On March 24, 1953, the Bulloch brothers were trailing 2000 head of sheep across the Sand Springs Valley when they were exposed to extensive fallout from a dirty atomic test. Within a week first ewes began dropping their lambs prematurely– stunted, woolless, legless, potbellied. Soon full-grown sheep started dying in large numbers with the same symptoms — running sores with large pustules, and hardened hooves. Horses and cattle were found dead with beta burns. At final count, 4,390 animals were killed.

photograph by Richard Misrach

To be clear, Misrach offers no answers but uses these pictures to analogize about the atomic bomb testing the US did in this area in the 50's and 60's. Miscrach made his pictures in 1987.

The question occurs to me that I probably couldn't have or wouldn't have made these pictures of uprooted evergreens in a North Carolina tree farm if it hadn't been for Misrach's pictures serving as precedent.

I know, they are only trees, right? There is no real tragedy here. Or is there?

Think about this. I made these late one morning with a gentle rain falling in rural North Carolina in March 2015. We stopped, realizing what we were about to drive right past. Out in a field, uprooted, chopped down and left there what, to be fed into a chipper or buried like Misrach's corpses? What a waste. Sad, really.

Grown to be sold to be a centerpiece in a family's homage to Jesus Christ's birth on December 25th? Or, depending on your point of view, to be cut, bought, brought inside, covered in plastic lights, draped with fake snow and tinsel with gifts from Walmart strewn around its base to be ripped open by children in a feeding frenzy on Christmas morning. Hard sometimes not to be cynical.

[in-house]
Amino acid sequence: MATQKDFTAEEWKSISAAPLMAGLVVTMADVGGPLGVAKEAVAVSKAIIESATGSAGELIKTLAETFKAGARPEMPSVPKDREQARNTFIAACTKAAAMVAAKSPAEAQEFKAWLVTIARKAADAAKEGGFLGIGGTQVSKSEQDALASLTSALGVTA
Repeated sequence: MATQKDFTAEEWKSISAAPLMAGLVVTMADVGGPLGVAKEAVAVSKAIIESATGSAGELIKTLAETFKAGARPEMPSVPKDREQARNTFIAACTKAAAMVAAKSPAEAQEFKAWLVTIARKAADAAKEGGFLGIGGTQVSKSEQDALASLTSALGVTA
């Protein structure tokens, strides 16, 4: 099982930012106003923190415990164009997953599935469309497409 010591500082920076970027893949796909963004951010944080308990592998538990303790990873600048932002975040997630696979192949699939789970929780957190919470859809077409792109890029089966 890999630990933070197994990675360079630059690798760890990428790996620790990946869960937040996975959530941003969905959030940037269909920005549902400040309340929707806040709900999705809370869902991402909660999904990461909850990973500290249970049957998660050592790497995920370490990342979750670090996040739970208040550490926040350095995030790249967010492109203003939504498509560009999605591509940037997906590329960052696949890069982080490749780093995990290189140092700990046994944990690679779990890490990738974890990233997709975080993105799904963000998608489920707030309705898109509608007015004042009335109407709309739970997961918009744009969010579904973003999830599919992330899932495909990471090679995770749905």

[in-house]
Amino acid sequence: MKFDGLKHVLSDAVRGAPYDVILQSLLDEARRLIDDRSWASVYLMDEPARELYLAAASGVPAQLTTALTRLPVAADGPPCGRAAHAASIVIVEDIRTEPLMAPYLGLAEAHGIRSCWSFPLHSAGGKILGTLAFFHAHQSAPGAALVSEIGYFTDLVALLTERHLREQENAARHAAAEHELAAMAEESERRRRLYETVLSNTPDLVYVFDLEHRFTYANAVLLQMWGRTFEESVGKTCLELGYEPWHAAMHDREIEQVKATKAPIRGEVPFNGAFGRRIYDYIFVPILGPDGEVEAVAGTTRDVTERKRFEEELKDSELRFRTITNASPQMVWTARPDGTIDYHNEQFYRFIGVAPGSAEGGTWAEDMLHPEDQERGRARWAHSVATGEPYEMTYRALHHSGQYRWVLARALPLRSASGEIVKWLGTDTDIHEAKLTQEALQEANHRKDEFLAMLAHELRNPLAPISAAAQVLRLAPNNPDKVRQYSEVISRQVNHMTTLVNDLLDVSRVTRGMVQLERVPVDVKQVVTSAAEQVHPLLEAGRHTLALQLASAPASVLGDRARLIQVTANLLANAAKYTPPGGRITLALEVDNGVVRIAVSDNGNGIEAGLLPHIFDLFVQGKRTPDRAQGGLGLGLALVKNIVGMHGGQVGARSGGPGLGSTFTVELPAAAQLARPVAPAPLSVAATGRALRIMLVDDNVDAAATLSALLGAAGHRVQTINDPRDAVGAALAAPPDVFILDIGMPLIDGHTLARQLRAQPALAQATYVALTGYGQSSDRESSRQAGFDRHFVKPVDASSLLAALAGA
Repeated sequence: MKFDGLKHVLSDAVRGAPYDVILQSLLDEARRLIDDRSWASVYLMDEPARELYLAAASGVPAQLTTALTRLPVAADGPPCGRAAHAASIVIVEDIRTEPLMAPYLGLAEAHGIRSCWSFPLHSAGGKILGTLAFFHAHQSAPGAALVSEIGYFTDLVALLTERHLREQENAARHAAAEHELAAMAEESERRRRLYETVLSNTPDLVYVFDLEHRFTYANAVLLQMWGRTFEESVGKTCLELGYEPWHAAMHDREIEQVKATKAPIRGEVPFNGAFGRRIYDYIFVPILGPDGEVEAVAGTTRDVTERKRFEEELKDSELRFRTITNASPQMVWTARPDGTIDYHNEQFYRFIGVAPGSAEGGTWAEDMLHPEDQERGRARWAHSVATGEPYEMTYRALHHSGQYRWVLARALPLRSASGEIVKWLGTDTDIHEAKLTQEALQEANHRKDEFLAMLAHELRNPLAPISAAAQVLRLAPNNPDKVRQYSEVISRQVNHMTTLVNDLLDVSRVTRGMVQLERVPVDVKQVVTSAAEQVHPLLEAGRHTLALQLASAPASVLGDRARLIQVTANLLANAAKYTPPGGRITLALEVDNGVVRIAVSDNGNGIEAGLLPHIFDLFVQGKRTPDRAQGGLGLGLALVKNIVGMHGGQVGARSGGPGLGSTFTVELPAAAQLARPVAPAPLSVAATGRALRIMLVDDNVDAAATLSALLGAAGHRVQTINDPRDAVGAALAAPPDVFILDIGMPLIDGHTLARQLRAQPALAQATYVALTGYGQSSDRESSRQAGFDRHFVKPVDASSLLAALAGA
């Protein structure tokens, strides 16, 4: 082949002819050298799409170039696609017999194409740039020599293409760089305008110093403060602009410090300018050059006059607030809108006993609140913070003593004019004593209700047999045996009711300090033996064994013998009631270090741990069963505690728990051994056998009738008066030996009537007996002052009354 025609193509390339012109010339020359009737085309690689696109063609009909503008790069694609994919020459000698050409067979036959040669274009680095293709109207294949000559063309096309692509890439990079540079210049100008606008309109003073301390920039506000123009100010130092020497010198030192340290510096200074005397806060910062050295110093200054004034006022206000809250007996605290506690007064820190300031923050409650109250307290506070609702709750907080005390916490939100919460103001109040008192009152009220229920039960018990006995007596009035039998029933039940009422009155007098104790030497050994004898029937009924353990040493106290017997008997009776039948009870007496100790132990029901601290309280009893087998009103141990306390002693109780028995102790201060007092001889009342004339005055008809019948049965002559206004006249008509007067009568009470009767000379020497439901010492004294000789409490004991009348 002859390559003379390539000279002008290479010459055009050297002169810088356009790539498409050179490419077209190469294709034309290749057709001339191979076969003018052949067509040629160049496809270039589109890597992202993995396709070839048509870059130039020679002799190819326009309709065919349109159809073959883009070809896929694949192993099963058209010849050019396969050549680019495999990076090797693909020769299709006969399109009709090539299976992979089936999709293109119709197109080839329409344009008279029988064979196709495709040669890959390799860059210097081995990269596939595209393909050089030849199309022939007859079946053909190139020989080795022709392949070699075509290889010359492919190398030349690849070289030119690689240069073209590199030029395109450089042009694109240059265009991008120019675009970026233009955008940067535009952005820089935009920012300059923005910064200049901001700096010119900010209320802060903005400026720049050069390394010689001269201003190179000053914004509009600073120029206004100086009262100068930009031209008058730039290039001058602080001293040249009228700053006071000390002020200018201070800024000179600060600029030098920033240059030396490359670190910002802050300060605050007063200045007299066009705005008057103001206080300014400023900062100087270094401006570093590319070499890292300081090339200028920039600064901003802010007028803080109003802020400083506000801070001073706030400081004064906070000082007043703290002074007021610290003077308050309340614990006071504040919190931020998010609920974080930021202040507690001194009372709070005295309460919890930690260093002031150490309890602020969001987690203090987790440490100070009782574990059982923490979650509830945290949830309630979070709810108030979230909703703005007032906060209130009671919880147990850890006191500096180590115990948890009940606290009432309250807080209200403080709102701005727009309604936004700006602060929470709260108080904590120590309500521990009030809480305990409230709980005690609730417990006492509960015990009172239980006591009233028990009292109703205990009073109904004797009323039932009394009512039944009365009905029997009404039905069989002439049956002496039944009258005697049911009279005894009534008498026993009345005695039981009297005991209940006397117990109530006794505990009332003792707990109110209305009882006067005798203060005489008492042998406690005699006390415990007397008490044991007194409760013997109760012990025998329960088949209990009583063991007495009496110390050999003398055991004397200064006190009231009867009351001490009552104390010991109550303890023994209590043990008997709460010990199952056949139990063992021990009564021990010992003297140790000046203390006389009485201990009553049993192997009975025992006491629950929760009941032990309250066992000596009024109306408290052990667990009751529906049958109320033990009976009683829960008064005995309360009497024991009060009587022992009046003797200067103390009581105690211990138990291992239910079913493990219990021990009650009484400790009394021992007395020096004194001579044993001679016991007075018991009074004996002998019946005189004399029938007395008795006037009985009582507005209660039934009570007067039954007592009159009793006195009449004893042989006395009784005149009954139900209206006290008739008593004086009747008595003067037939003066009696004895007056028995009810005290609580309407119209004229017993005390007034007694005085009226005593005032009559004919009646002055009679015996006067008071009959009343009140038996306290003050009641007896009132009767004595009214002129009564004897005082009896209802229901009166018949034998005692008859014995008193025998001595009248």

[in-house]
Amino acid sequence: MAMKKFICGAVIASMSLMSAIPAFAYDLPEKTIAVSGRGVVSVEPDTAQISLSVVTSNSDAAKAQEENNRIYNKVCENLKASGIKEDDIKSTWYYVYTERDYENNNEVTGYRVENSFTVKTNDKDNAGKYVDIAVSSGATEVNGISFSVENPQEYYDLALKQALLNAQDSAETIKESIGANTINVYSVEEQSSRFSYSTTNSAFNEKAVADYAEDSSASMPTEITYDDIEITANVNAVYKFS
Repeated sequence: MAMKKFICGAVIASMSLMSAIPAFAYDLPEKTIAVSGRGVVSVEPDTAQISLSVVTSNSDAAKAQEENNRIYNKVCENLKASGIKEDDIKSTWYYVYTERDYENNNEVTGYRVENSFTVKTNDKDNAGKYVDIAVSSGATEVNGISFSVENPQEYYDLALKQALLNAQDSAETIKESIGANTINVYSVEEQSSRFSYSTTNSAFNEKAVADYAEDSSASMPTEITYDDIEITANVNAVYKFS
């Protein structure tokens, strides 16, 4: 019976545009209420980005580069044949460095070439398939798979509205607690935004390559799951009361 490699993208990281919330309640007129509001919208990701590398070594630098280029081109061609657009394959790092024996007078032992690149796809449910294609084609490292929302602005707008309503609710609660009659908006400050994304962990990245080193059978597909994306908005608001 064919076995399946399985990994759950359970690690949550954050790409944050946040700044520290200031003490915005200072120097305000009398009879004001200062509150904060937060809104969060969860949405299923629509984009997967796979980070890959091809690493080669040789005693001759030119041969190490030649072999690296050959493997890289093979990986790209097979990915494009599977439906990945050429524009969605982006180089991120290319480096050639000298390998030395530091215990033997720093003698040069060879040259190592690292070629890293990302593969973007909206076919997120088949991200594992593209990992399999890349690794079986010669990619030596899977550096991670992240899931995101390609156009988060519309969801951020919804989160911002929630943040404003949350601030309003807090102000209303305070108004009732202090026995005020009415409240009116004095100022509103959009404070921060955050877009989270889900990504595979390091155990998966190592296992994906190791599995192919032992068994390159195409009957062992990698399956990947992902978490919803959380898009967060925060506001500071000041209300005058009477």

I'd like to bend this work and the idea of life cut short into a piece about how our contemporary times ruin everything. How we live in a disposable society and throw what we don't want away. But it's just isn't true. This particular carnage of some evergreens in North Carolina isn't about "now" and the cheapness of things in 2015. For it is universal, isn't it? There is nothing particularly timely about these pictures. We've been ruining things since mankind started.

At any rate, I wrote this pessimistic view last week when it was rainy and cold and New England was relentlessly hanging on to winter. By Saturday the sun had broken out, the temperature was higher and I spent all day at the Griffin Museum mentoring photographers and looking at some very fine work that affirmed my point of view that there is good in humanity after all. 

It didn't hurt that I had beer and a burger that night with Frances and Paula from the Griffin. We told stories and laughed and life was good again.

Topics: Commentary,Color,Digital,Southeast,New Work

Permalink | Posted April 13, 2015

Marion, NC 2014

While teaching at Penland in North Carolina we took a couple of field trips. Three days after class started we went to Marion, NC to photograph and meet up for lunch. I had driven through the town on the way to Penland and thought it would be a good place for us to explore. We enjoyed the town and had a great lunch at Bruce's Fabulous Foods on Main Street.

I made a few pictures that day that whetted my appetite for more, so snuck away twice more, one on a slow afternoon when students were out working on their own and one other day after class was over.

I've posted the full series on the site at: Marion


Topics: Color,Southeast,Featured

Permalink | Posted June 17, 2014

Spruce Pine, NC 2014

On the site new pictures made while teaching at Penland School of Crafts in North Carolina. Taken in Spruce Pine every morning before class:

Go here



Topics: Color,Digital,Southeast

Permalink | Posted June 16, 2014